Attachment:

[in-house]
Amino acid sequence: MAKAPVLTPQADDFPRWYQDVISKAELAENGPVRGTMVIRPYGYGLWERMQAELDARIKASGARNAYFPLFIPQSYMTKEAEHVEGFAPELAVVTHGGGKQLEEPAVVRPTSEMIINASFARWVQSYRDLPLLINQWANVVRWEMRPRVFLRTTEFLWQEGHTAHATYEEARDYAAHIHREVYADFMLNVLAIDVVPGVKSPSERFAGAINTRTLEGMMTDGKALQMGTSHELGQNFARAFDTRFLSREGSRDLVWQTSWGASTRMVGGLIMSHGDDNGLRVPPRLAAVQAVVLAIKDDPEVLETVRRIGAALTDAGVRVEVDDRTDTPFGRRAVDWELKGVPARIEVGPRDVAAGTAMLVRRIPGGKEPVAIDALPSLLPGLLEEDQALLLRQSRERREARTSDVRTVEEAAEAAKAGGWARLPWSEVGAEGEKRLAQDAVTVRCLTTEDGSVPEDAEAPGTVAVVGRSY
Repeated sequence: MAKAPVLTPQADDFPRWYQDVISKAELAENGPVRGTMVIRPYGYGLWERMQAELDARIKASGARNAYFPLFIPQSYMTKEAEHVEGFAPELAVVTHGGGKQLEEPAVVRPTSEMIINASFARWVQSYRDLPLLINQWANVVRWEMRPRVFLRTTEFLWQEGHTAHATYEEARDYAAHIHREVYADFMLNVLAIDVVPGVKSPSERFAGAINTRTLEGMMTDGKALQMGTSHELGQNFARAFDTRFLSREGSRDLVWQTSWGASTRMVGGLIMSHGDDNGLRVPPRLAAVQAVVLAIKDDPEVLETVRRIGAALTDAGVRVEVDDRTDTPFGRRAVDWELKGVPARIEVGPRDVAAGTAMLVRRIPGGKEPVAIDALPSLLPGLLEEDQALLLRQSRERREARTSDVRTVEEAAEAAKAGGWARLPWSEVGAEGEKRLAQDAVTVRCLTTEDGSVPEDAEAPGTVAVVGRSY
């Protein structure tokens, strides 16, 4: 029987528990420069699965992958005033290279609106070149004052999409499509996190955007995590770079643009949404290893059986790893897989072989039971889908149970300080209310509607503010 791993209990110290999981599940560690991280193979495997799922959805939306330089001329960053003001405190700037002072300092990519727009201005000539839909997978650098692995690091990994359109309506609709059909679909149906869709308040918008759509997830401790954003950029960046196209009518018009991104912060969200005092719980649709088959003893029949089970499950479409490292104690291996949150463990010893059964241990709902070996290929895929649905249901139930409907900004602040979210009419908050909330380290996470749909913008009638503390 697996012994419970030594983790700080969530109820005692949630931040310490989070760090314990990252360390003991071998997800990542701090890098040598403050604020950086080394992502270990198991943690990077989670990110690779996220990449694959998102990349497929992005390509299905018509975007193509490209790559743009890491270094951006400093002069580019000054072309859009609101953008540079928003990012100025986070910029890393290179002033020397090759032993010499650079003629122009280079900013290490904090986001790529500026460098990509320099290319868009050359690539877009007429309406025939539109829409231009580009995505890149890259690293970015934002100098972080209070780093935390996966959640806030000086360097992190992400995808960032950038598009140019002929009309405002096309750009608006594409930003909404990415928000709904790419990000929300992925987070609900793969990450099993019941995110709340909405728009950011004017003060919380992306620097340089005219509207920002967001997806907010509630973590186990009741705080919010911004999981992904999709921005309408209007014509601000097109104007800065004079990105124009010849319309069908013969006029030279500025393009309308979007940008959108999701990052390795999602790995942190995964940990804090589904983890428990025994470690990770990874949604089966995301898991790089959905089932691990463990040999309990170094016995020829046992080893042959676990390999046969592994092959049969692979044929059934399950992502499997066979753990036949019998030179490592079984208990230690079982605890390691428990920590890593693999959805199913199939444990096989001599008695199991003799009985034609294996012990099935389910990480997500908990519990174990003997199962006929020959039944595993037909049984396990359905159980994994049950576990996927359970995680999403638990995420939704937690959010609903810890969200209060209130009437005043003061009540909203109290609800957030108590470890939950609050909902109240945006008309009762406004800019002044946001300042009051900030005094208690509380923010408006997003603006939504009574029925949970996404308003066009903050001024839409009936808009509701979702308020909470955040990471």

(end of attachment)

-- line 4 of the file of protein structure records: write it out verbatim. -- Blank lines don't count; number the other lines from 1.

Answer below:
């Protein structure tokens, strides 16, 4: 029987528990420069699965992958005033290279609106070149004052999409499509996190955007995590770079643009949404290893059986790893897989072989039971889908149970300080209310509607503010 791993209990110290999981599940560690991280193979495997799922959805939306330089001329960053003001405190700037002072300092990519727009201005000539839909997978650098692995690091990994359109309506609709059909679909149906869709308040918008759509997830401790954003950029960046196209009518018009991104912060969200005092719980649709088959003893029949089970499950479409490292104690291996949150463990010893059964241990709902070996290929895929649905249901139930409907900004602040979210009419908050909330380290996470749909913008009638503390 697996012994419970030594983790700080969530109820005692949630931040310490989070760090314990990252360390003991071998997800990542701090890098040598403050604020950086080394992502270990198991943690990077989670990110690779996220990449694959998102990349497929992005390509299905018509975007193509490209790559743009890491270094951006400093002069580019000054072309859009609101953008540079928003990012100025986070910029890393290179002033020397090759032993010499650079003629122009280079900013290490904090986001790529500026460098990509320099290319868009050359690539877009007429309406025939539109829409231009580009995505890149890259690293970015934002100098972080209070780093935390996966959640806030000086360097992190992400995808960032950038598009140019002929009309405002096309750009608006594409930003909404990415928000709904790419990000929300992925987070609900793969990450099993019941995110709340909405728009950011004017003060919380992306620097340089005219509207920002967001997806907010509630973590186990009741705080919010911004999981992904999709921005309408209007014509601000097109104007800065004079990105124009010849319309069908013969006029030279500025393009309308979007940008959108999701990052390795999602790995942190995964940990804090589904983890428990025994470690990770990874949604089966995301898991790089959905089932691990463990040999309990170094016995020829046992080893042959676990390999046969592994092959049969692979044929059934399950992502499997066979753990036949019998030179490592079984208990230690079982605890390691428990920590890593693999959805199913199939444990096989001599008695199991003799009985034609294996012990099935389910990480997500908990519990174990003997199962006929020959039944595993037909049984396990359905159980994994049950576990996927359970995680999403638990995420939704937690959010609903810890969200209060209130009437005043003061009540909203109290609800957030108590470890939950609050909902109240945006008309009762406004800019002044946001300042009051900030005094208690509380923010408006997003603006939504009574029925949970996404308003066009903050001024839409009936808009509701979702308020909470955040990471």